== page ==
“Maintaining customer relationships is essential to prosperity in this new world. As priorities are shifting, businesses need to understand how customer needs are changing and having the platform to stay connected allows them to unlock these key insights. Businesses should focus on the shared passion that originally captured their interest and build on that to maintain and enhance their community.

“Brands that centre their activity around their passion are the ones that have a strong community of customers. Having a community improves transparency and brands can therefore evolve with their customer base. Going digital is the most effective way to unlock the full value of their community and improve engagement.”


Liron Smadja, Fiverr

“The main challenge facing most business leaders during these uncertain times is that the landscape is so unpredictable,” says Liron Smadja, director of global expansion marketing at Israeli online marketplace Fiverr.

“It’s hard for a senior decision-maker to plan ahead in terms of staffing and resources if they simply don’t know when – or to what degree – the economy is going to open up again. So, it’s crucial businesses keep an agile mindset and expect the unexpected. In practice, this means taking concrete steps to insulate their people and operations against the volatile commercial environment.

“This might be taking out subscriptions on software that enables home working, setting up regular digital check-ins with staff who are unable to make it to the office or making use of online freelance talent to ramp up and down quickly according to the unpredictable volume of work.

“This is easily done on digital platforms – where hiring a niche freelancer is simple and fast. Whether it’s a smart new digital marketing campaign, or help with a last-minute web design project, it’s now easier than ever to find an expert who can do exactly what you need them to do, without the hassle associated with hiring traditional freelancers.”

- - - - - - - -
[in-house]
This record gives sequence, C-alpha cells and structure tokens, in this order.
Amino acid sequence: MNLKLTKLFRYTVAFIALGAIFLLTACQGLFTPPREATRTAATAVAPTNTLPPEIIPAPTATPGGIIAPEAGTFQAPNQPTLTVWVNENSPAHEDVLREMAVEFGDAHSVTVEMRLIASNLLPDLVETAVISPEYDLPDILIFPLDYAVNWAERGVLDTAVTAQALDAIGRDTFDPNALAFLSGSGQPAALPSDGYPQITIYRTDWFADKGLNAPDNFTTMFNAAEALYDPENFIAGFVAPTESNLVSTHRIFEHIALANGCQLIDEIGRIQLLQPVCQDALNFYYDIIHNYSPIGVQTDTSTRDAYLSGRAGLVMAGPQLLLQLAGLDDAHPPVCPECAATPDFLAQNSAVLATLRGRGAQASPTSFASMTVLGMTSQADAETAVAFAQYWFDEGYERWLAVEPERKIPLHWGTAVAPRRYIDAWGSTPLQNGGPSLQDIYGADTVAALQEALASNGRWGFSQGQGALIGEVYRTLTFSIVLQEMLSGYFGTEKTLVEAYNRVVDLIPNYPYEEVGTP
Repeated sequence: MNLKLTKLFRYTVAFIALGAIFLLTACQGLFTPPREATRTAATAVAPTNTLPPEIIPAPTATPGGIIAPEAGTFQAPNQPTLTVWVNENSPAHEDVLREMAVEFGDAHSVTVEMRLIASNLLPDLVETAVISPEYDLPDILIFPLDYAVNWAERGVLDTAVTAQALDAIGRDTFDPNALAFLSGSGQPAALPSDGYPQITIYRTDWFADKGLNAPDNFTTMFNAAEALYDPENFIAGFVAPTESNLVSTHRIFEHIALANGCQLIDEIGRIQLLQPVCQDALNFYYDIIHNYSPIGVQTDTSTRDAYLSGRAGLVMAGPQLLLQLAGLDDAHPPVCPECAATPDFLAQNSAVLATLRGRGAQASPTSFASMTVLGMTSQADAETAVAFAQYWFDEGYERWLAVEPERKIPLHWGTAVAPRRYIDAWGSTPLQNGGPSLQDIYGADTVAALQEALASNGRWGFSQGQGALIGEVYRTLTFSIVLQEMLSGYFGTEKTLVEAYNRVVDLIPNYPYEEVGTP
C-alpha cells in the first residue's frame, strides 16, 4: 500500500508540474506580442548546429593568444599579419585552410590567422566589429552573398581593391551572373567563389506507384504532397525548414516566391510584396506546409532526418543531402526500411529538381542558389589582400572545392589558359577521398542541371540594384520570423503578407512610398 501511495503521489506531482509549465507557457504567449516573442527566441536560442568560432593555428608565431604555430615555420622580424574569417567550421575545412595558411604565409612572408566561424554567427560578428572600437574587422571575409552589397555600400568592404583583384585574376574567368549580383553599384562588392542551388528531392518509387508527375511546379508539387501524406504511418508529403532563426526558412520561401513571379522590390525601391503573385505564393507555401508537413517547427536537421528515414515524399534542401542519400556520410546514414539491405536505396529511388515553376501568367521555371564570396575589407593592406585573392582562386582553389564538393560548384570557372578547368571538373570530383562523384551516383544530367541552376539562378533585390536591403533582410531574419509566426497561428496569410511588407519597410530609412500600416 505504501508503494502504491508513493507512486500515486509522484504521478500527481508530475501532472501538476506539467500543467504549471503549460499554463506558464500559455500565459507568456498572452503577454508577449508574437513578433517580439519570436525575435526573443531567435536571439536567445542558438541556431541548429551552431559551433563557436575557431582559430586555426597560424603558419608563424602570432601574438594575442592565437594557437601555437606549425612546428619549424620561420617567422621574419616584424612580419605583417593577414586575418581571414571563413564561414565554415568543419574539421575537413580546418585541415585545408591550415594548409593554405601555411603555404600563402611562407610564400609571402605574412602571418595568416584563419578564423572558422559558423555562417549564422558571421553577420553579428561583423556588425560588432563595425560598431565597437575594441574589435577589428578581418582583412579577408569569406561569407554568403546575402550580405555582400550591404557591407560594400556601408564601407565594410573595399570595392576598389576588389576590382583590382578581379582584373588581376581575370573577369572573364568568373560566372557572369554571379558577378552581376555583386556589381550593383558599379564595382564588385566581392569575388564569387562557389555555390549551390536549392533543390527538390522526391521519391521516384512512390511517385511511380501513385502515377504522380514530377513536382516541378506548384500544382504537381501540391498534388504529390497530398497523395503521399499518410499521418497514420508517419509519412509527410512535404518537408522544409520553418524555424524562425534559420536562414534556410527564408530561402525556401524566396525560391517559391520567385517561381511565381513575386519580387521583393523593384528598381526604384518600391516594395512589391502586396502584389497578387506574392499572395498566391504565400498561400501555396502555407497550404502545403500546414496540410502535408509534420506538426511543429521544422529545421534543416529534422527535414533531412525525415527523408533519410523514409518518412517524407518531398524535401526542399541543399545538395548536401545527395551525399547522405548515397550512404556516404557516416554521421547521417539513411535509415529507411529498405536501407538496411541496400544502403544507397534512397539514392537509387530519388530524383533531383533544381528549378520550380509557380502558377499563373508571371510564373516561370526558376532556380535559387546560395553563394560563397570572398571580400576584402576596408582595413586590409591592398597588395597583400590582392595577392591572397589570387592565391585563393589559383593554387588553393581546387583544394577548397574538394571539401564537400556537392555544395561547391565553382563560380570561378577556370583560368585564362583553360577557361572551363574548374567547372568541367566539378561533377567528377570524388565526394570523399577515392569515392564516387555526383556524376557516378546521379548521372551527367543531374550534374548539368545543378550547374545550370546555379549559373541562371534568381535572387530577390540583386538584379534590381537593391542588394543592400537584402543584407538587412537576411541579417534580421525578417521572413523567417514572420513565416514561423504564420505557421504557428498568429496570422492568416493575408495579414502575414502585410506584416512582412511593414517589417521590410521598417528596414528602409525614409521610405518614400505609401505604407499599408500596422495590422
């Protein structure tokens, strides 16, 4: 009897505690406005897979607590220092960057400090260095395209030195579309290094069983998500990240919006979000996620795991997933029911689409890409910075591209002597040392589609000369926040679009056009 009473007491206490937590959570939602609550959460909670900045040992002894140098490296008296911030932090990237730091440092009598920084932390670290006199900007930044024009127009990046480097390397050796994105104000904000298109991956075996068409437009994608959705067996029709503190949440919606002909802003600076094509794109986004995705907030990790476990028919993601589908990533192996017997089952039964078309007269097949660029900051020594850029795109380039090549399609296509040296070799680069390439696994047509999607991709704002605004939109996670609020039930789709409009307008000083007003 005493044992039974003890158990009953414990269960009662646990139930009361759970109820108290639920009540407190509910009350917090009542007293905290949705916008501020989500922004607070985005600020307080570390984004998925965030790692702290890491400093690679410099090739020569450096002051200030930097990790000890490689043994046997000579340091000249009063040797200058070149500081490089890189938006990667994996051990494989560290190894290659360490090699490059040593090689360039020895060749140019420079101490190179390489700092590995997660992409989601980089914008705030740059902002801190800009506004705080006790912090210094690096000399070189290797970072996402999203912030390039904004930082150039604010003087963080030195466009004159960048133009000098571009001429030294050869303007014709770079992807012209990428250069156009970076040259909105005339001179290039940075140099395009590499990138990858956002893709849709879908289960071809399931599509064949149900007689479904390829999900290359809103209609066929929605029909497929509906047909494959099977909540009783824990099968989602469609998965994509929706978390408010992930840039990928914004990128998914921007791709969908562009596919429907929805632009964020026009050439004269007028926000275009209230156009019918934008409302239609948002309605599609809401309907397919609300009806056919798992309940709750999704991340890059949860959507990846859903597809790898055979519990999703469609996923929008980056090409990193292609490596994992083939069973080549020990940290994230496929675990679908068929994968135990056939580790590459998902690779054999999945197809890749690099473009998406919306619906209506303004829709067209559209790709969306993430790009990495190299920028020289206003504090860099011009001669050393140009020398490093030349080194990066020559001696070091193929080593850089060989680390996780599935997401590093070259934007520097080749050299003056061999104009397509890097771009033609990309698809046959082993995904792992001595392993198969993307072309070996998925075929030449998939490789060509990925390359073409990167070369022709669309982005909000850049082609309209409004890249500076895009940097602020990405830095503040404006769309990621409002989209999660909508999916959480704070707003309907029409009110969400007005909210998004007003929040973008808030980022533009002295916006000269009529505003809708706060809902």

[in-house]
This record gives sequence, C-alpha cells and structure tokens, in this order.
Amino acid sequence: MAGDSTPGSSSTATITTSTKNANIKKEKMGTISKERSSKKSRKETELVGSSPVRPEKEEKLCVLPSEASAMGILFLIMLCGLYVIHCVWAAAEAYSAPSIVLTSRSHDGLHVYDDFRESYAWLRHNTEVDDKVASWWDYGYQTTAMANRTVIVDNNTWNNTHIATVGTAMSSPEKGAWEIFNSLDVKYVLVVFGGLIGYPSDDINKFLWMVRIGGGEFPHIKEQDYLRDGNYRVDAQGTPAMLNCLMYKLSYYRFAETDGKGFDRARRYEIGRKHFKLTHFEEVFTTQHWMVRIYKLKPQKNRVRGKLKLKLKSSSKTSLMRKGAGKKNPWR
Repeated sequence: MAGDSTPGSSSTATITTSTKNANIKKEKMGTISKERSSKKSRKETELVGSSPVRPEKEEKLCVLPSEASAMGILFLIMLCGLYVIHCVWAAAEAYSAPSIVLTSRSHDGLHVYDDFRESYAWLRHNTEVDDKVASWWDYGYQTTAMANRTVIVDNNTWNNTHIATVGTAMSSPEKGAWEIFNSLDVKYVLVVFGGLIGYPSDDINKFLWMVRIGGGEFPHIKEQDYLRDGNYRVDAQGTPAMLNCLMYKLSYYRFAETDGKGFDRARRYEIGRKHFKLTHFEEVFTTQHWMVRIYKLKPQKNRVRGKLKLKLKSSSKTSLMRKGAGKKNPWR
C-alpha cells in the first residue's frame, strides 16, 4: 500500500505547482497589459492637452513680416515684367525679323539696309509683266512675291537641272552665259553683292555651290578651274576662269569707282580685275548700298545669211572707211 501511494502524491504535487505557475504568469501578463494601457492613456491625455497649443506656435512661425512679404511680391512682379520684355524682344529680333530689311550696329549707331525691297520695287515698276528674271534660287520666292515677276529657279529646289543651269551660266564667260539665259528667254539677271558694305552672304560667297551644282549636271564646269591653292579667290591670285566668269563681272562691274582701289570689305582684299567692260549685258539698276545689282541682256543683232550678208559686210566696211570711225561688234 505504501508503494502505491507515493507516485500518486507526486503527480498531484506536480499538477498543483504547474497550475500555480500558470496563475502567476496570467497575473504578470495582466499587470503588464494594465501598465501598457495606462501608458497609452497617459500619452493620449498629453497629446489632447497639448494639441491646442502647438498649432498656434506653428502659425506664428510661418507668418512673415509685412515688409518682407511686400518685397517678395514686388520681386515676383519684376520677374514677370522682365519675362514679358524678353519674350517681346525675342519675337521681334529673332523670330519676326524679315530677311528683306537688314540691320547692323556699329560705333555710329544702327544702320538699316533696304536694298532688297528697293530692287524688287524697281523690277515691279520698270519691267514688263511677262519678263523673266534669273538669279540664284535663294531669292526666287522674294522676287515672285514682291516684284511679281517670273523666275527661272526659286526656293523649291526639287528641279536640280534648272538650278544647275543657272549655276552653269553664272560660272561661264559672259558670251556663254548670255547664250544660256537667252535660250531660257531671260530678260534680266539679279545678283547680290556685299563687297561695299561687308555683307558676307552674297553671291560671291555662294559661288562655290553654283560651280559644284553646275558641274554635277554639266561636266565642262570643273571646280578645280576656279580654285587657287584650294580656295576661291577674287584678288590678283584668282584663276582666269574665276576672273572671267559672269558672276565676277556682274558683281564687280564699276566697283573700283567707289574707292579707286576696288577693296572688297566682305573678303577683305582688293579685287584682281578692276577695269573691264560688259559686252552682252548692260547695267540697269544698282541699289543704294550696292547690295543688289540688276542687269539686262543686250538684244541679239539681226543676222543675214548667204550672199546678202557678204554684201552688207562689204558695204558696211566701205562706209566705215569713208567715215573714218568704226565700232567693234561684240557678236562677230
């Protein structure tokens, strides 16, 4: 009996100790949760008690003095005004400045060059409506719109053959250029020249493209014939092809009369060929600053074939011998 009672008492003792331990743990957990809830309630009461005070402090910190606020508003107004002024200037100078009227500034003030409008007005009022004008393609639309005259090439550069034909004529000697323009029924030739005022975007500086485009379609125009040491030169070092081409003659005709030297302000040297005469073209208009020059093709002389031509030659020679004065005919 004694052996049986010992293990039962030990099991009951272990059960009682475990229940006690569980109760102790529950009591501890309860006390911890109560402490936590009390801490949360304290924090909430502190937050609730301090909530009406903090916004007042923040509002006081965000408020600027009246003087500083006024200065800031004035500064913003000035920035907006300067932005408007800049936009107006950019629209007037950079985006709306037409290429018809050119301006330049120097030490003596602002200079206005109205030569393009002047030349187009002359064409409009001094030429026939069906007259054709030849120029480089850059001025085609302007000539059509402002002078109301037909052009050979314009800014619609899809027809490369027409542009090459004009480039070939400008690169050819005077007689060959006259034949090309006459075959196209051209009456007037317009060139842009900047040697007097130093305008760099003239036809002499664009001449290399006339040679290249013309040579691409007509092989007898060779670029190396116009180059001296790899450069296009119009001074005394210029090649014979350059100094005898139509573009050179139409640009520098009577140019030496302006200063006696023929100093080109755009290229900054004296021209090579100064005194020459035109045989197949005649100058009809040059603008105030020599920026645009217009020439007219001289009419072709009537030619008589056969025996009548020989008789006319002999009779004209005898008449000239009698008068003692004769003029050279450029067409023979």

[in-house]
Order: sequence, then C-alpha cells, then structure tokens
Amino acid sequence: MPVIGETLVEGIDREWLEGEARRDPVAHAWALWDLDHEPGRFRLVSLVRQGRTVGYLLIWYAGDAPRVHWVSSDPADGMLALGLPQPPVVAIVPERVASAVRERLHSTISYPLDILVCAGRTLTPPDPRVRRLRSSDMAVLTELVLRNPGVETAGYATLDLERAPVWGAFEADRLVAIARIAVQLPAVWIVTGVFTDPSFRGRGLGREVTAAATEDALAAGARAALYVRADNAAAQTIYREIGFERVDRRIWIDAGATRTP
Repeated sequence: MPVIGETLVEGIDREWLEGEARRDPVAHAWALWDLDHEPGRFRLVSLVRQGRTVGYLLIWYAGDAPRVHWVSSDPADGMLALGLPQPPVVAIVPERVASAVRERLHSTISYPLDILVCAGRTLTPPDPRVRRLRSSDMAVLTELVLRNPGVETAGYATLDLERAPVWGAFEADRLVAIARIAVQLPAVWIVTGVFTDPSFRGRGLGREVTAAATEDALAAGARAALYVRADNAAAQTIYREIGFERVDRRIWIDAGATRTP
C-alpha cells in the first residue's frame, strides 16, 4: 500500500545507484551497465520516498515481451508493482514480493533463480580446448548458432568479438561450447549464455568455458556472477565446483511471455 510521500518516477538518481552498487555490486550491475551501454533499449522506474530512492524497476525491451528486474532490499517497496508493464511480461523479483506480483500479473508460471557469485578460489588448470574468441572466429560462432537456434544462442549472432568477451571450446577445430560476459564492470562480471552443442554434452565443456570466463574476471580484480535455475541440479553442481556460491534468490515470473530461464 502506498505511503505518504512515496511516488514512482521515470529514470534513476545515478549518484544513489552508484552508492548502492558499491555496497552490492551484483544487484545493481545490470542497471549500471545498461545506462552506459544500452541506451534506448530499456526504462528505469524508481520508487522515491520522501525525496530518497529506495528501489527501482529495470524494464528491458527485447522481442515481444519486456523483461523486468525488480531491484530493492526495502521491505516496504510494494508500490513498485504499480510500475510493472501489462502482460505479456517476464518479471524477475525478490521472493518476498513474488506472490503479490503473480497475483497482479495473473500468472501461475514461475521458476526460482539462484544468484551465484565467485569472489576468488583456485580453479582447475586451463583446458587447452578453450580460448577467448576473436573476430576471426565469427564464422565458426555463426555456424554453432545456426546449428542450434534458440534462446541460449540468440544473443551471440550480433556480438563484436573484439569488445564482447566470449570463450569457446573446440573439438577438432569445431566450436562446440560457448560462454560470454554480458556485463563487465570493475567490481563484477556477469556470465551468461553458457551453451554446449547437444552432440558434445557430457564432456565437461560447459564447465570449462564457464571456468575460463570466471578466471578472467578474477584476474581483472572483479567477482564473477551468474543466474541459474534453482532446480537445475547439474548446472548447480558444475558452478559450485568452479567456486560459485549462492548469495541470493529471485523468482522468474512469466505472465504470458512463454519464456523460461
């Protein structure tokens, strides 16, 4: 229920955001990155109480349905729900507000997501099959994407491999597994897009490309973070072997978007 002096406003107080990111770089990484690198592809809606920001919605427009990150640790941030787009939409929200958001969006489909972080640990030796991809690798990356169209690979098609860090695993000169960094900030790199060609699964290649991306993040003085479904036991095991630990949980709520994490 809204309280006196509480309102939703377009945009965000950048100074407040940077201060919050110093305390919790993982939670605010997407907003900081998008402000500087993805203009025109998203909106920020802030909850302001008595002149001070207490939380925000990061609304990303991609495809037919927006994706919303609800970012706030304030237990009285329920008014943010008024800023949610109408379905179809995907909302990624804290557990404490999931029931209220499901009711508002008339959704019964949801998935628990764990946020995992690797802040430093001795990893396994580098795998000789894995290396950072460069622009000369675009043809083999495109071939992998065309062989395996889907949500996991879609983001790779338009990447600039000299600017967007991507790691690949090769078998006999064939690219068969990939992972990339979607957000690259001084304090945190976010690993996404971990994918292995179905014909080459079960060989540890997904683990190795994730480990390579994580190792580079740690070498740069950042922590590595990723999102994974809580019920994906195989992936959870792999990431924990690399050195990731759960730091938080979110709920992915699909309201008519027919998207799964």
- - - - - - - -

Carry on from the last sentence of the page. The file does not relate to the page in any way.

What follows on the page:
James Herbert, Hastee

“One of the most challenging aspects of Covid-19 has been the adverse effects on people’s personal finances,” says James Herbert, CEO and founder of Hastee – a smartphone app that provides employee benefits.

“We undertook research recently that found 41% of workers are now relying on a new loan, credit card or overdraft as a means to get by. However, this needn’t be the case; a growing proportion say that this could be avoided, with 59% of respondents stating that greater flexibility over how they access their monthly salary would decrease their reliance on high-cost credit options.

“The current climate has shed light on the issue of financial liquidity for workers, but it’s a problem that precedes the pandemic. Earnings-on-demand technology can be a real game-changer as it allows early access to funds which can help with unforeseen challenges and expenses.

“While a frequently overlooked area of workplace wellbeing, employers who have onboarded such tools for staff report reduced sickness, greater productivity and increased retention.”


Brandon Oliveri-O’Connor, Procore

“The pandemic has resulted in a disrupted economy and widespread hardship, but in the world of work, this crisis has acted as a catalyst for digital transformation,” says construction project management software firm Procore’s UK&I director Brandon Oliveri-O’Connor.

“The increased adoption of technologies during this time has enabled certain sectors and its companies to overcome various challenges and in-turn future proof their business. Construction, which is often labelled a slow-moving sector, has celebrated various companies which have been among the quickest to adapt to these new circumstances – despite the majority of its work being conducted on-site. With this sector demonstrating the benefits of digitalisation, what can businesses in other industries learn from this example?

“In construction, platform technology has played a vital role in maintaining on-site work in a socially distanced, yet productive manner. This integrated technology has given businesses access to a single source of truth, by allowing its users to store information in one place and share it with relevant people on and off-site, ensuring safety and transparency are maintained throughout the process.

“While this use of platform technology may be specific to the construction industry, its benefits are universal. With the reality of dispersed teams becoming the norm, it is vital for businesses in every sector to seek out the right technology to help overcome whatever tomorrow brings.”